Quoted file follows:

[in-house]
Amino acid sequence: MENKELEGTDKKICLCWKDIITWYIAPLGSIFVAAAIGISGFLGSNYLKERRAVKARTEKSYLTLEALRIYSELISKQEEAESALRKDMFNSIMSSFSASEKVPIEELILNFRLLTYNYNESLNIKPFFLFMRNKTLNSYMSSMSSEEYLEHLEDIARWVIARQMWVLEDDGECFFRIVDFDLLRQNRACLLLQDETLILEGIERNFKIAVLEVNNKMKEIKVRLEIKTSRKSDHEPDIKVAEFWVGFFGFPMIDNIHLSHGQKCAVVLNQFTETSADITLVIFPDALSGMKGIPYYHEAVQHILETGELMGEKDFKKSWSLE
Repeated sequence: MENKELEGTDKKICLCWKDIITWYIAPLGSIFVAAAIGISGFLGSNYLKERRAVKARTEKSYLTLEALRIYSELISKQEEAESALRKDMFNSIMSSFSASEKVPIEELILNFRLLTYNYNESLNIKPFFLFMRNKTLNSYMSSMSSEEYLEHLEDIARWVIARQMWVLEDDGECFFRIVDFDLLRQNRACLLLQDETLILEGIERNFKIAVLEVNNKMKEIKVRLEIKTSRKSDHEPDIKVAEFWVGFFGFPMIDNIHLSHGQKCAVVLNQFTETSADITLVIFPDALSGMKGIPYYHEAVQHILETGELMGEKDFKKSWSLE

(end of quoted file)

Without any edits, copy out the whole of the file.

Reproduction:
[in-house]
Amino acid sequence: MENKELEGTDKKICLCWKDIITWYIAPLGSIFVAAAIGISGFLGSNYLKERRAVKARTEKSYLTLEALRIYSELISKQEEAESALRKDMFNSIMSSFSASEKVPIEELILNFRLLTYNYNESLNIKPFFLFMRNKTLNSYMSSMSSEEYLEHLEDIARWVIARQMWVLEDDGECFFRIVDFDLLRQNRACLLLQDETLILEGIERNFKIAVLEVNNKMKEIKVRLEIKTSRKSDHEPDIKVAEFWVGFFGFPMIDNIHLSHGQKCAVVLNQFTETSADITLVIFPDALSGMKGIPYYHEAVQHILETGELMGEKDFKKSWSLE
Repeated sequence: MENKELEGTDKKICLCWKDIITWYIAPLGSIFVAAAIGISGFLGSNYLKERRAVKARTEKSYLTLEALRIYSELISKQEEAESALRKDMFNSIMSSFSASEKVPIEELILNFRLLTYNYNESLNIKPFFLFMRNKTLNSYMSSMSSEEYLEHLEDIARWVIARQMWVLEDDGECFFRIVDFDLLRQNRACLLLQDETLILEGIERNFKIAVLEVNNKMKEIKVRLEIKTSRKSDHEPDIKVAEFWVGFFGFPMIDNIHLSHGQKCAVVLNQFTETSADITLVIFPDALSGMKGIPYYHEAVQHILETGELMGEKDFKKSWSLE